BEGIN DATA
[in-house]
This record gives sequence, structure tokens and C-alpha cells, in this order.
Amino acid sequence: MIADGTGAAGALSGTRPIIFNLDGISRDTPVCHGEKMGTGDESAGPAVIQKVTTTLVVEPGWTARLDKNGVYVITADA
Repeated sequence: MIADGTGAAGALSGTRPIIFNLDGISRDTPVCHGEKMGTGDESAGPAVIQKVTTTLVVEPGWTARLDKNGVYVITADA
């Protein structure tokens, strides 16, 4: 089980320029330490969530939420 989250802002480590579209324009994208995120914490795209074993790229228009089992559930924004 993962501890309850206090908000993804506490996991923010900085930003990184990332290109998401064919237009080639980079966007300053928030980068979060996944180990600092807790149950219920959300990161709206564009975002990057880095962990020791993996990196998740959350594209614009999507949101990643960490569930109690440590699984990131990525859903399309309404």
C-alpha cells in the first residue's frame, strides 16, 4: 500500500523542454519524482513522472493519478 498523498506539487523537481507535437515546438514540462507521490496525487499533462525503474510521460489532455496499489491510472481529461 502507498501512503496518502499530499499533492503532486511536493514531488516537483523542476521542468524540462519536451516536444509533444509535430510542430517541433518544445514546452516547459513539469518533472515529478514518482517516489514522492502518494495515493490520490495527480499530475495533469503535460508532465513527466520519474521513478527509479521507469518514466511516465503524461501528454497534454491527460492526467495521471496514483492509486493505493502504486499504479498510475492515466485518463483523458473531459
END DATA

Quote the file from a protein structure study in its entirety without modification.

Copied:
[in-house]
This record gives sequence, structure tokens and C-alpha cells, in this order.
Amino acid sequence: MIADGTGAAGALSGTRPIIFNLDGISRDTPVCHGEKMGTGDESAGPAVIQKVTTTLVVEPGWTARLDKNGVYVITADA
Repeated sequence: MIADGTGAAGALSGTRPIIFNLDGISRDTPVCHGEKMGTGDESAGPAVIQKVTTTLVVEPGWTARLDKNGVYVITADA
């Protein structure tokens, strides 16, 4: 089980320029330490969530939420 989250802002480590579209324009994208995120914490795209074993790229228009089992559930924004 993962501890309850206090908000993804506490996991923010900085930003990184990332290109998401064919237009080639980079966007300053928030980068979060996944180990600092807790149950219920959300990161709206564009975002990057880095962990020791993996990196998740959350594209614009999507949101990643960490569930109690440590699984990131990525859903399309309404």
C-alpha cells in the first residue's frame, strides 16, 4: 500500500523542454519524482513522472493519478 498523498506539487523537481507535437515546438514540462507521490496525487499533462525503474510521460489532455496499489491510472481529461 502507498501512503496518502499530499499533492503532486511536493514531488516537483523542476521542468524540462519536451516536444509533444509535430510542430517541433518544445514546452516547459513539469518533472515529478514518482517516489514522492502518494495515493490520490495527480499530475495533469503535460508532465513527466520519474521513478527509479521507469518514466511516465503524461501528454497534454491527460492526467495521471496514483492509486493505493502504486499504479498510475492515466485518463483523458473531459